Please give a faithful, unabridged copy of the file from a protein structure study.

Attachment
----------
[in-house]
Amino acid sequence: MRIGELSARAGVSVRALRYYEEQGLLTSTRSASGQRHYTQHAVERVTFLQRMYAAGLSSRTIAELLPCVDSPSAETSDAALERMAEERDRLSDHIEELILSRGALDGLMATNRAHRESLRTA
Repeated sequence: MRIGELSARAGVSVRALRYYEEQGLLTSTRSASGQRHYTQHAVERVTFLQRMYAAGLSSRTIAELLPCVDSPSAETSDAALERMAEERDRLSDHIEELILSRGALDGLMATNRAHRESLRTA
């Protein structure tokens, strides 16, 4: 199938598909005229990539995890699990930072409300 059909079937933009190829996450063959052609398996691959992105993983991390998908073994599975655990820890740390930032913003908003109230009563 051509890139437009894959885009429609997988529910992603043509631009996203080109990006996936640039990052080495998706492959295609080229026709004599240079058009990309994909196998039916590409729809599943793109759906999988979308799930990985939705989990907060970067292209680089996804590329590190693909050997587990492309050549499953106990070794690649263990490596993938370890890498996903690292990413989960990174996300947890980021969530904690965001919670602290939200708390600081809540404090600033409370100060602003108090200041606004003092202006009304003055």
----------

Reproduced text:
[in-house]
Amino acid sequence: MRIGELSARAGVSVRALRYYEEQGLLTSTRSASGQRHYTQHAVERVTFLQRMYAAGLSSRTIAELLPCVDSPSAETSDAALERMAEERDRLSDHIEELILSRGALDGLMATNRAHRESLRTA
Repeated sequence: MRIGELSARAGVSVRALRYYEEQGLLTSTRSASGQRHYTQHAVERVTFLQRMYAAGLSSRTIAELLPCVDSPSAETSDAALERMAEERDRLSDHIEELILSRGALDGLMATNRAHRESLRTA
């Protein structure tokens, strides 16, 4: 199938598909005229990539995890699990930072409300 059909079937933009190829996450063959052609398996691959992105993983991390998908073994599975655990820890740390930032913003908003109230009563 051509890139437009894959885009429609997988529910992603043509631009996203080109990006996936640039990052080495998706492959295609080229026709004599240079058009990309994909196998039916590409729809599943793109759906999988979308799930990985939705989990907060970067292209680089996804590329590190693909050997587990492309050549499953106990070794690649263990490596993938370890890498996903690292990413989960990174996300947890980021969530904690965001919670602290939200708390600081809540404090600033409370100060602003108090200041606004003092202006009304003055």